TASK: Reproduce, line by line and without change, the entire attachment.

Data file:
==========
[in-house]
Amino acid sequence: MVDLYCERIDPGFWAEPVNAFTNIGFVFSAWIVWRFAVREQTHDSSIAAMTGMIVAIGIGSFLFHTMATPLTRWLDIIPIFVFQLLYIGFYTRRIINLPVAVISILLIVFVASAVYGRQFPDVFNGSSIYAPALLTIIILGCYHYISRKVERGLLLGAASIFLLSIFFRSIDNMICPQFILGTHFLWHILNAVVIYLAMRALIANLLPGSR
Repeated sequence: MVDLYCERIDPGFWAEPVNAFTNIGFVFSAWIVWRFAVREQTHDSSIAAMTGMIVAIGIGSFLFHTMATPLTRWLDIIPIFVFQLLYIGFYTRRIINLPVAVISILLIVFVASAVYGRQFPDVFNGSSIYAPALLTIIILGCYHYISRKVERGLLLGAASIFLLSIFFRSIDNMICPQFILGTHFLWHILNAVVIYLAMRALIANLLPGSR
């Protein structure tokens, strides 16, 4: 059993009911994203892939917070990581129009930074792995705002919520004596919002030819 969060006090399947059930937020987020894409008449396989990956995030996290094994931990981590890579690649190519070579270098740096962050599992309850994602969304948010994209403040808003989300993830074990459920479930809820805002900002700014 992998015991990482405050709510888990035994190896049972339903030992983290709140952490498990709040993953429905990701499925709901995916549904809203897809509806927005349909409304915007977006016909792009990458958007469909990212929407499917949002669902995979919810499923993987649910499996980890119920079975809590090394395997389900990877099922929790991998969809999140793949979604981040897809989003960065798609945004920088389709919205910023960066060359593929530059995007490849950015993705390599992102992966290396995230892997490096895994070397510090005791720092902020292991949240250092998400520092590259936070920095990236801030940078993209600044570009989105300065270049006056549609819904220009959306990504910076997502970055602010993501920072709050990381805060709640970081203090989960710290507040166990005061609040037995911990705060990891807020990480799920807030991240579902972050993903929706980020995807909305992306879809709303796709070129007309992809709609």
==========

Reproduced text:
[in-house]
Amino acid sequence: MVDLYCERIDPGFWAEPVNAFTNIGFVFSAWIVWRFAVREQTHDSSIAAMTGMIVAIGIGSFLFHTMATPLTRWLDIIPIFVFQLLYIGFYTRRIINLPVAVISILLIVFVASAVYGRQFPDVFNGSSIYAPALLTIIILGCYHYISRKVERGLLLGAASIFLLSIFFRSIDNMICPQFILGTHFLWHILNAVVIYLAMRALIANLLPGSR
Repeated sequence: MVDLYCERIDPGFWAEPVNAFTNIGFVFSAWIVWRFAVREQTHDSSIAAMTGMIVAIGIGSFLFHTMATPLTRWLDIIPIFVFQLLYIGFYTRRIINLPVAVISILLIVFVASAVYGRQFPDVFNGSSIYAPALLTIIILGCYHYISRKVERGLLLGAASIFLLSIFFRSIDNMICPQFILGTHFLWHILNAVVIYLAMRALIANLLPGSR
């Protein structure tokens, strides 16, 4: 059993009911994203892939917070990581129009930074792995705002919520004596919002030819 969060006090399947059930937020987020894409008449396989990956995030996290094994931990981590890579690649190519070579270098740096962050599992309850994602969304948010994209403040808003989300993830074990459920479930809820805002900002700014 992998015991990482405050709510888990035994190896049972339903030992983290709140952490498990709040993953429905990701499925709901995916549904809203897809509806927005349909409304915007977006016909792009990458958007469909990212929407499917949002669902995979919810499923993987649910499996980890119920079975809590090394395997389900990877099922929790991998969809999140793949979604981040897809989003960065798609945004920088389709919205910023960066060359593929530059995007490849950015993705390599992102992966290396995230892997490096895994070397510090005791720092902020292991949240250092998400520092590259936070920095990236801030940078993209600044570009989105300065270049006056549609819904220009959306990504910076997502970055602010993501920072709050990381805060709640970081203090989960710290507040166990005061609040037995911990705060990891807020990480799920807030991240579902972050993903929706980020995807909305992306879809709303796709070129007309992809709609």